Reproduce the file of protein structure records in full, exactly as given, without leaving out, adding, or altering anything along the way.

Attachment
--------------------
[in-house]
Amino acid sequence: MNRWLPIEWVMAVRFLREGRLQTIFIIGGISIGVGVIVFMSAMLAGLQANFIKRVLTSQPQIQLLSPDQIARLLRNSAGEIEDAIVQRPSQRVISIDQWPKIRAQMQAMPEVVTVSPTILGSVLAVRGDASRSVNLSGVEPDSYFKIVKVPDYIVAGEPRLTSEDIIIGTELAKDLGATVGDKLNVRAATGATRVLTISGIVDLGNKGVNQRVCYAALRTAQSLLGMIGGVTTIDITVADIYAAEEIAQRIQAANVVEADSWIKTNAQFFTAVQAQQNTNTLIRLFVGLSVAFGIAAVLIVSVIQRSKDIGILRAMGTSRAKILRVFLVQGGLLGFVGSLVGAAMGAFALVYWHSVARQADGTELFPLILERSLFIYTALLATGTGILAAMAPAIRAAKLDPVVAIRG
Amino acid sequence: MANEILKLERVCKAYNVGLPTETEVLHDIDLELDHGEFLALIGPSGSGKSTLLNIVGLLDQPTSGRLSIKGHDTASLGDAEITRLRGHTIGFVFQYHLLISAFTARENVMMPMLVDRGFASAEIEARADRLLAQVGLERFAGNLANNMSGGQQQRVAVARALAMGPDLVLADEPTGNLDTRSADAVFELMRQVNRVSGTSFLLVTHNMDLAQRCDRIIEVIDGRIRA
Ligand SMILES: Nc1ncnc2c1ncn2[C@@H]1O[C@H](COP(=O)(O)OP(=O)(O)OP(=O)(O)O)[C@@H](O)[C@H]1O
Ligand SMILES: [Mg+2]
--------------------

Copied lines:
[in-house]
Amino acid sequence: MNRWLPIEWVMAVRFLREGRLQTIFIIGGISIGVGVIVFMSAMLAGLQANFIKRVLTSQPQIQLLSPDQIARLLRNSAGEIEDAIVQRPSQRVISIDQWPKIRAQMQAMPEVVTVSPTILGSVLAVRGDASRSVNLSGVEPDSYFKIVKVPDYIVAGEPRLTSEDIIIGTELAKDLGATVGDKLNVRAATGATRVLTISGIVDLGNKGVNQRVCYAALRTAQSLLGMIGGVTTIDITVADIYAAEEIAQRIQAANVVEADSWIKTNAQFFTAVQAQQNTNTLIRLFVGLSVAFGIAAVLIVSVIQRSKDIGILRAMGTSRAKILRVFLVQGGLLGFVGSLVGAAMGAFALVYWHSVARQADGTELFPLILERSLFIYTALLATGTGILAAMAPAIRAAKLDPVVAIRG
Amino acid sequence: MANEILKLERVCKAYNVGLPTETEVLHDIDLELDHGEFLALIGPSGSGKSTLLNIVGLLDQPTSGRLSIKGHDTASLGDAEITRLRGHTIGFVFQYHLLISAFTARENVMMPMLVDRGFASAEIEARADRLLAQVGLERFAGNLANNMSGGQQQRVAVARALAMGPDLVLADEPTGNLDTRSADAVFELMRQVNRVSGTSFLLVTHNMDLAQRCDRIIEVIDGRIRA
Ligand SMILES: Nc1ncnc2c1ncn2[C@@H]1O[C@H](COP(=O)(O)OP(=O)(O)OP(=O)(O)O)[C@@H](O)[C@H]1O
Ligand SMILES: [Mg+2]